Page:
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Anticancer and Anti-Inflammatory Activity of Probiotic Lactococcus lactis NK34
Anticancer and Anti-Inflammatory Activity of Probiotic Lactococcus lactis NK34
Journal of Microbiology and Biotechnology. 2015. Oct, 25(10): 1697-1701
Copyright © 2015, The Korean Society For Microbiology And Biotechnology
  • Received : March 12, 2015
  • Accepted : July 08, 2015
  • Published : October 28, 2015
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About the Authors
Kyoung Jun Han
Department of Food Science and Biotechnology of Animal Resources, Konkuk University, Seoul 143-701, Republic of Korea
Na-Kyoung Lee
Department of Food Science and Biotechnology of Animal Resources, Konkuk University, Seoul 143-701, Republic of Korea
Hoon Park
Department of Food Science, Sun Moon University, Asan 336-708, Republic of Korea
Hyun-Dong Paik
Bio/Molecular Informatics Center, Konkuk University, Seoul 143-701, Republic of Korea
hdpaik@konkuk.ac.kr

Abstract
The anticancer and anti-inflammatory activities of probiotic Lactococcus lactis NK34 were demonstrated. Treatment of cancer cells such as SK-MES-1, DLD-1, HT-29, LoVo, AGS, and MCF-7 cells with 10 6 CFU/well of L. lactis NK34 resulted in strong inhibition of proliferation (>77% cytotoxicity, p < 0.05). The anti-inflammatory activity of L. lactis NK34 was also demonstrated in lipopolysaccharide-induced RAW 264.7 cells, where the production of nitric oxide and proinflammatory cytokines (tumor necrosis factor-α, interleukin-18, and cyclooxygenase-2) was reduced. These results suggest that L. lactis NK34 could be used as a probiotic microorganism to inhibit the proliferation of cancer cells and production of proinflammatory cytokines.
Keywords
Lactococcus lactis is used as a fermentation starter in dairy or fermented foods and is a generally recognized as safe microorganism. Recently, probiotic L. lactis strains were reported to possess potential antipathogenic activity and suggested as functional foods for humans or additive to animal feed [2 , 5 , 16] . Probiotics are used to improve the intestinal microbiota balance. The intestinal microbiota has been reported to play a fundamental role in maintaining immune homeostasis [4 , 8] . Immunity describes the state of having sufficient biological defenses to avoid infection, disease, or other unwanted biological invasion. Innate immunity is the natural resistance that provides resistance through several physical, chemical, and cellular approaches. Subsequent general defenses include secretion of chemical signals (cytokines) and antimicrobial substances, fever, and phagocytic activity associated with inflammatory responses. Through these approaches, innate immunity can prevent the colonization of pathogenic bacteria and the proliferation of cancer cells.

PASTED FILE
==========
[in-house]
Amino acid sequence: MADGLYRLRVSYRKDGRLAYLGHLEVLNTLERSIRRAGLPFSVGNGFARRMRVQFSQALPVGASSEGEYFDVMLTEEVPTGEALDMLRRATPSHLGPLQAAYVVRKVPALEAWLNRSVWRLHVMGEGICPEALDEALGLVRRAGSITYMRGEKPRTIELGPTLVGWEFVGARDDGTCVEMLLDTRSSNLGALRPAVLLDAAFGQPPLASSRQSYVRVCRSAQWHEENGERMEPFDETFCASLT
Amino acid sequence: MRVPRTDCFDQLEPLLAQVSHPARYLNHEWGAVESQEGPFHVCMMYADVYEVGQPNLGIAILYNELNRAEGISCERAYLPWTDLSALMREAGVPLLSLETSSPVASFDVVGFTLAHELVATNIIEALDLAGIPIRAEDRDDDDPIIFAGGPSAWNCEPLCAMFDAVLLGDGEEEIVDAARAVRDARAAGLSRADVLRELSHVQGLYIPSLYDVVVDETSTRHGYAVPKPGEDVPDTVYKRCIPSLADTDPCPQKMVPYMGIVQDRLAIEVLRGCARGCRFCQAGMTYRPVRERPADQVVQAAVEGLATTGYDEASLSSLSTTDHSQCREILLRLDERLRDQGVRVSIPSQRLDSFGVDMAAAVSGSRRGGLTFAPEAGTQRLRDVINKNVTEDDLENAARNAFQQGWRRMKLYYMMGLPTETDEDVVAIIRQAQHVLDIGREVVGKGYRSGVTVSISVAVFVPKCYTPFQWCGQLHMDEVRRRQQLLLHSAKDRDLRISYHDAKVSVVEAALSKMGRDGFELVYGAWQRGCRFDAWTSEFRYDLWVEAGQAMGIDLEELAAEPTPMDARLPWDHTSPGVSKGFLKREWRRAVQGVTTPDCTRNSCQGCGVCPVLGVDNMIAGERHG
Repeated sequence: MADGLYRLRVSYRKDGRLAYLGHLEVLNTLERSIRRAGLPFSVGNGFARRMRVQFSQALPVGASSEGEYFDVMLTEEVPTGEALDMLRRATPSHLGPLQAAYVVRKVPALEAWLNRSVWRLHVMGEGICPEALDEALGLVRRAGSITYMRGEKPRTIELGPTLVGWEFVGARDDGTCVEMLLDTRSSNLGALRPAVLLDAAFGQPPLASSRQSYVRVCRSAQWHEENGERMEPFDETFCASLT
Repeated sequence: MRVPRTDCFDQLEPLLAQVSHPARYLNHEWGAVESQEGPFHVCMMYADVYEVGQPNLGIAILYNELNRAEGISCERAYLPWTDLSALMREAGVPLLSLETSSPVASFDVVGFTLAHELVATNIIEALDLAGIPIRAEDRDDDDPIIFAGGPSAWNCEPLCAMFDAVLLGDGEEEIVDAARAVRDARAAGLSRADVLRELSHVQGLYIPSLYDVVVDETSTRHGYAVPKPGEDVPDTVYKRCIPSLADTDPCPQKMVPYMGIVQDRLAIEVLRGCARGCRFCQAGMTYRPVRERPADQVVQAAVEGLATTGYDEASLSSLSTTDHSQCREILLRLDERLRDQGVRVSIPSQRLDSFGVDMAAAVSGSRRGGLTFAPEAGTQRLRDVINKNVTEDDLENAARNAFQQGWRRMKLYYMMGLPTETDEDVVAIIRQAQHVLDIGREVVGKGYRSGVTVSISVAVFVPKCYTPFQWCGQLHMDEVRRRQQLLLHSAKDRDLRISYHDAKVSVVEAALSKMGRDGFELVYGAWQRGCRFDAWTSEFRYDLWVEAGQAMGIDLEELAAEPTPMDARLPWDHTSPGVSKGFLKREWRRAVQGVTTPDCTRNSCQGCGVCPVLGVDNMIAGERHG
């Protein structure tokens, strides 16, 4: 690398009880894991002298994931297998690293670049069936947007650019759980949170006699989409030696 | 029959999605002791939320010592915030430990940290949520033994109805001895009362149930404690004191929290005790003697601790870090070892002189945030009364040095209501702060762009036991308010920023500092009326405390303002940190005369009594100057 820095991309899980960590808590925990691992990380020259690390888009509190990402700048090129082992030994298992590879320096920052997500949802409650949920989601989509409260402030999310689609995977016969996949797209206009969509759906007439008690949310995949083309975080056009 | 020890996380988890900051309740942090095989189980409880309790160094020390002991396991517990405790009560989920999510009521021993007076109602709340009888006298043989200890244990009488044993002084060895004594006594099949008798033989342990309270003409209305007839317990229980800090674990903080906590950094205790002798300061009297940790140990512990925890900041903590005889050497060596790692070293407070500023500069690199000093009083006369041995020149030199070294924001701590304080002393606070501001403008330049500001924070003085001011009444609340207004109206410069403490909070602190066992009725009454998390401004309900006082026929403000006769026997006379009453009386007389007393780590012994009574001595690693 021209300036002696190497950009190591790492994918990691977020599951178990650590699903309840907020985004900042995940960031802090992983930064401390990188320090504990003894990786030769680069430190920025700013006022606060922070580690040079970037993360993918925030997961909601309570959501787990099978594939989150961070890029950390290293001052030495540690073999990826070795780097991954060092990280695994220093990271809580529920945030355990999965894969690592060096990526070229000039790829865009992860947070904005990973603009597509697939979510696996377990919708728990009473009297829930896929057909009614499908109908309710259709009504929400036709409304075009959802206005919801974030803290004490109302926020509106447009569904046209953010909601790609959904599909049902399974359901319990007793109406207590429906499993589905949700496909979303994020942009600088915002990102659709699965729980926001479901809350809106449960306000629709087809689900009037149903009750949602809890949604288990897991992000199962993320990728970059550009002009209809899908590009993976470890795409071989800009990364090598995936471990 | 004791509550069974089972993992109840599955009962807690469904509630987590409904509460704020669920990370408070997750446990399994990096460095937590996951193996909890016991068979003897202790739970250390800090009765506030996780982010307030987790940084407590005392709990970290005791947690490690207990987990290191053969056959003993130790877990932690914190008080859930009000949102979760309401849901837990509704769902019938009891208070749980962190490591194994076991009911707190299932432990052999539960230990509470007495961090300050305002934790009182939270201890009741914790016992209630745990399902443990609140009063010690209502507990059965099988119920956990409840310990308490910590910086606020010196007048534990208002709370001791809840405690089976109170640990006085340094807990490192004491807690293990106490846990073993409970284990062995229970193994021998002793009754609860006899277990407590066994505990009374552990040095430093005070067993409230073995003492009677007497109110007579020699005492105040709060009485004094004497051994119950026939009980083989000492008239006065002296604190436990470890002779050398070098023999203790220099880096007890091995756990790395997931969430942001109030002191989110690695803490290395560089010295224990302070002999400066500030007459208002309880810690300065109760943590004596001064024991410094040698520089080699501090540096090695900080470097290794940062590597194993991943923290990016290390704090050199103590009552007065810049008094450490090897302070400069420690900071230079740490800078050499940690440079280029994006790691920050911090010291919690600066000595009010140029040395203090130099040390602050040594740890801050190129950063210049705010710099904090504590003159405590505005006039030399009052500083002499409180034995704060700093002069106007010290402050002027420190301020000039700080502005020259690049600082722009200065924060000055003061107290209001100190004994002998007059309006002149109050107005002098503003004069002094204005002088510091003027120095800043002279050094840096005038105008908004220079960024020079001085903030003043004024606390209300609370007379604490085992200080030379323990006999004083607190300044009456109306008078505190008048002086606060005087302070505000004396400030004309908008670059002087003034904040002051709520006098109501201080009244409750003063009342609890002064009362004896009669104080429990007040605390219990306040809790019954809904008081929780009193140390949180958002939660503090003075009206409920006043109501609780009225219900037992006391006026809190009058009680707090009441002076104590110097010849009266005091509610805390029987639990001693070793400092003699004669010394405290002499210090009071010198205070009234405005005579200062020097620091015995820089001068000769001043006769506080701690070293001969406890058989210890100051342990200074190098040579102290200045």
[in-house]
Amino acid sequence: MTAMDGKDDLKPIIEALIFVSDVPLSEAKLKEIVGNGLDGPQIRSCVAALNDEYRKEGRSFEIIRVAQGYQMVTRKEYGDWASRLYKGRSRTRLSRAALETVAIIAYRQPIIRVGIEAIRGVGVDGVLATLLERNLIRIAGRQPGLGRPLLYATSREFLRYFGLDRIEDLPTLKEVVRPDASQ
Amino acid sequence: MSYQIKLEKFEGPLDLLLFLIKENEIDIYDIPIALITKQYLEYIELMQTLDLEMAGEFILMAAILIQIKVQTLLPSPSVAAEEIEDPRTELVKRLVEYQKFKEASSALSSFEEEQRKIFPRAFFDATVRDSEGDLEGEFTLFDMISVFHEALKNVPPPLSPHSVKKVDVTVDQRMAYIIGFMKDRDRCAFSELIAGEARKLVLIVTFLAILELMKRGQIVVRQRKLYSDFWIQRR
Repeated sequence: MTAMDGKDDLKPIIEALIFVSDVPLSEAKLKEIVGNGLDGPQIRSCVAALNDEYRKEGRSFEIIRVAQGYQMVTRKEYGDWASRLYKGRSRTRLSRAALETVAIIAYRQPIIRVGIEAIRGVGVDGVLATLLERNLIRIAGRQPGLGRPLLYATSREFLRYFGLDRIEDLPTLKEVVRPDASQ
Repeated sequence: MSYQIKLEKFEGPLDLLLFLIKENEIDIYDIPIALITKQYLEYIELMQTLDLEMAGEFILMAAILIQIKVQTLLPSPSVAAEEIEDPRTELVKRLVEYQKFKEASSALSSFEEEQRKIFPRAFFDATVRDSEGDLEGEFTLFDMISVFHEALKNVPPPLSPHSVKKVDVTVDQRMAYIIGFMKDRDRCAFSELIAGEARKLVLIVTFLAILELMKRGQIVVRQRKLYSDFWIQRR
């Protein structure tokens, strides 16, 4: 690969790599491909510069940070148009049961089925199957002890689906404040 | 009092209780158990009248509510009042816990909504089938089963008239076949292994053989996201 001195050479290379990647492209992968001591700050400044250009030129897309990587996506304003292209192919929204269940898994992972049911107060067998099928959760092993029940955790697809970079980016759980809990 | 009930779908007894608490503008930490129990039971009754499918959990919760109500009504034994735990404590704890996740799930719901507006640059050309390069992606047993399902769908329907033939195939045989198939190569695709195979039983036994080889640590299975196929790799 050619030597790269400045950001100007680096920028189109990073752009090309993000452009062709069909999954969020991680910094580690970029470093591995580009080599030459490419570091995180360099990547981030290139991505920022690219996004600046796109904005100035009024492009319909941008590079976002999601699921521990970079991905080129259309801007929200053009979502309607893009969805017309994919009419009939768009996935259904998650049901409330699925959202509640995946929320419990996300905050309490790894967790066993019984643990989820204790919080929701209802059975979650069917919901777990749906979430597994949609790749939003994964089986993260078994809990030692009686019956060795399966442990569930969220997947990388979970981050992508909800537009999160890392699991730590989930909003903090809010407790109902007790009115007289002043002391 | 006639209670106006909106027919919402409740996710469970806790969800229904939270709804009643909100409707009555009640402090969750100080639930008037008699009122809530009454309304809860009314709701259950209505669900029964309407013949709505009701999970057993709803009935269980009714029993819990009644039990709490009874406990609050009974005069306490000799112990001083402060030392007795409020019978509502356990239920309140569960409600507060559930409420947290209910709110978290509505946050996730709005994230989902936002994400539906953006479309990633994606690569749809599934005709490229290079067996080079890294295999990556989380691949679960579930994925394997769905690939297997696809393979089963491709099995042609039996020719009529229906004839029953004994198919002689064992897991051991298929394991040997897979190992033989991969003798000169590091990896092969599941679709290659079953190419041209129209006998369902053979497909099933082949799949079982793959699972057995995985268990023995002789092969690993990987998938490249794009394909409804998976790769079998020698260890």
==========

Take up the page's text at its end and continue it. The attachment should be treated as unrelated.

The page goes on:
Chronic inflammation that occurs in inflammatory bowel diseases (IBDs) induces persistent damage along the digestive tract and plays a role in the long-term development of colorectal cancer [6 , 11] . Because of the involvement of inflammation in carcinogenesis, strategies to prevent many types of cancer, including colon cancer, focused on the use of nonsteroidal anti-inflammatory drugs [15] . Cytokineexpressing inflammatory cells produce large amounts of nitric oxide (NO), prostaglandin E 2 (PGE 2 ), and cytokines such as interleukin-1β (IL-1β), interleukin-6 (IL-6), and tumor necrosis factor-α (TNF-α). NO and PGE 2 are important pro-inflammatory mediators produced by inducible NO synthase and cyclooxygenase-2 (COX-2), respectively [12] . The development of allergy has been explained through insufficient or aberrant exposure to environmental microbes. In the past, avoidance of allergens has been the standard treatment for allergies. However, induction of tolerance by exposure to antigens is an alternative to avoidance under the instructions of a doctor. Therefore, probiotics may be a safe alternative for providing the necessary microbial stimulation [13] .
Lactococcus lactis NK34 has been reported as a bacteriocin producer and probiotic strain that possesses antimicrobial activity, is tolerant to artificial gastric condition, reduces DNA damage, and is resistant to antibiotics [7] . However, L. lactis NK34 has not been studied for its anticancer effect against various cancer cells. Therefore, we investigated the anticancer effect against various cancer cells and antiinflammatory effect using NO and cytokine production.
L. lactis NK34 was stored at -70℃ in de Man, Rogosa, and Sharpe (MRS) broth (Difco Laboratories, Detroit, MI, USA) supplemented with 20% glycerol [7] . L. lactis NK34 was grown at 37℃ on MRS agar plates. Before the experiments, overnight cultures were prepared in MRS broth. Cultures were harvested by centrifugation (10,000 × g , 10 min); pellets were washed three times in phosphatebuffered saline (PBS) and then resuspended in PBS at a concentration of 10 7 colony forming units (CFU)/ml.